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Sandy Kenyon reviews 'Loving,' story of landmark case

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Entertainment reporter Sandy Kenyon has the latest details.

The story of a groundbreaking Supreme Court case is coming to theaters this weekend, but is the Oscar buzz surrounding "Loving" justified?

It's the story of the story of Richard and Mildred Loving, a couple who was told their marriage wasn't legal because one was white and the other was black.

The question was simple enough, and so was the answer, but the couple would have to endure much before they were finally allowed to live in peace as husband and wife.

The year was 1958, and in the state of Virginiam, mixed-race marriages were illegal. The Lovings were thrown in jail, Richard for just a day. But Mildred was held for five days even though she was pregnant at the time.

"Her only crime was being married to a white man," said actress Ruth Negga, for whom the story hits close to home. "As a mixed race person myself -- my mother is white and my father black -- for obvious reasons, it resonated with me. This is my story, you know? Not my story personally, but the story of people like me."

Negga was born in Ethiopia and grew up in Ireland. Joel Edgerton, who plays her husband, is Australian. Yet, they manage to embody this uniquely American couple.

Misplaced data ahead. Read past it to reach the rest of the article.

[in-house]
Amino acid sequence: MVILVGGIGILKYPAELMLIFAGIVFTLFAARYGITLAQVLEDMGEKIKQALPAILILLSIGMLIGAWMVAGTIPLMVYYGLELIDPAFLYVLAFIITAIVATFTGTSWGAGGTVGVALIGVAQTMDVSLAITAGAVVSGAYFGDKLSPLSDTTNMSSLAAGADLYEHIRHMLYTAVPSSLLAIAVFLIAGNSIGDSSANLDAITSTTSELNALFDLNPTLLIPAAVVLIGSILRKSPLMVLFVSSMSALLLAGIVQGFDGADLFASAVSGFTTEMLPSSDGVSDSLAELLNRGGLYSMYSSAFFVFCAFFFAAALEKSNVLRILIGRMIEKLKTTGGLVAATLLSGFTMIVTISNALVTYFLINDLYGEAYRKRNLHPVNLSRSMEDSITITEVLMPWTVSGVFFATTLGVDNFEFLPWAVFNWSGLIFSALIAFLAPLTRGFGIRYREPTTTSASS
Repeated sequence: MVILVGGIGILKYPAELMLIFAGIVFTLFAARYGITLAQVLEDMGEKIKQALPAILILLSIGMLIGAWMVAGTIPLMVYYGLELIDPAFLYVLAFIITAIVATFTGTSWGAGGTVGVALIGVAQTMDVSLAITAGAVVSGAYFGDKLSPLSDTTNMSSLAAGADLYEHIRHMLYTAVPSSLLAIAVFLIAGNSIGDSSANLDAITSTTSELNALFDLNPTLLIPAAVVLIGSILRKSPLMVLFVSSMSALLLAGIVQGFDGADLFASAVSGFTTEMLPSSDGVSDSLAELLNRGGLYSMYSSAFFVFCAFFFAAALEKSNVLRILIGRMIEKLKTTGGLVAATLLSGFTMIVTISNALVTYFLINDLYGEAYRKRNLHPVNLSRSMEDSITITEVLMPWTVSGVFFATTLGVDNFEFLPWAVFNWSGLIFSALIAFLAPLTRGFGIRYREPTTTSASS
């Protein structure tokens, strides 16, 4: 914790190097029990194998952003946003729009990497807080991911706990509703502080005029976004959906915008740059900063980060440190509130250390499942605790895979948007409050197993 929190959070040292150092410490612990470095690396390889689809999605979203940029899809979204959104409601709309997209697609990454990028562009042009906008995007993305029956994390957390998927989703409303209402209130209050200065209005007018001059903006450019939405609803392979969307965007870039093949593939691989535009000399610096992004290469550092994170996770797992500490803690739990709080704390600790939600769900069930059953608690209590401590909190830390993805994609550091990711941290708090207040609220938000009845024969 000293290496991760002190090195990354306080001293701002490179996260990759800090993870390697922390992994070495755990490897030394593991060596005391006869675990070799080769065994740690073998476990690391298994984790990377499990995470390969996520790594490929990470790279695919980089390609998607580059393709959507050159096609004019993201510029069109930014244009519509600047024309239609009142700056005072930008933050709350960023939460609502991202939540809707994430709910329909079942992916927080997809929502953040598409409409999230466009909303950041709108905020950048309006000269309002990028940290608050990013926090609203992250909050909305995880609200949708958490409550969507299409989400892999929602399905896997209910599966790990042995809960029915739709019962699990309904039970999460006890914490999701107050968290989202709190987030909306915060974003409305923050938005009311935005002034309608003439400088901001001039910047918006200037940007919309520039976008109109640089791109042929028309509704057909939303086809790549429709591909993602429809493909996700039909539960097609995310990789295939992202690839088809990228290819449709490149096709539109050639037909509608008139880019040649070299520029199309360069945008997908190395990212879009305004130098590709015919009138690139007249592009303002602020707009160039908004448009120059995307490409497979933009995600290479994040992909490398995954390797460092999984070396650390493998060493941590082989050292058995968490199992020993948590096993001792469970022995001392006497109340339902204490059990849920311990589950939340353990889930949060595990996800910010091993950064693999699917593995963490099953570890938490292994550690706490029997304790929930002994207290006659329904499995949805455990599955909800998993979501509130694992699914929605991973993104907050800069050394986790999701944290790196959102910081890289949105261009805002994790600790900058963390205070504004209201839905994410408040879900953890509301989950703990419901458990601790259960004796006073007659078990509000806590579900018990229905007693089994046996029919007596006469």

"They really were equals in this relationship," Negga said. "They really respected one another wholly."

Banished from their home and forced to live outside Virginia, the Lovings fought to legalize their marriage for nine years until it reached the highest court in the land.

The ruling went in their favor and declared laws preventing such marriages unconstitutional.

In many ways, the Lovings were quiet heroes, and that makes the movie about them especially difficult because so much has to be conveyed on the faces of the stars. They and director Jeff Nichols manage to avoid melodrama while restoring this brave couple to their proper place in history.
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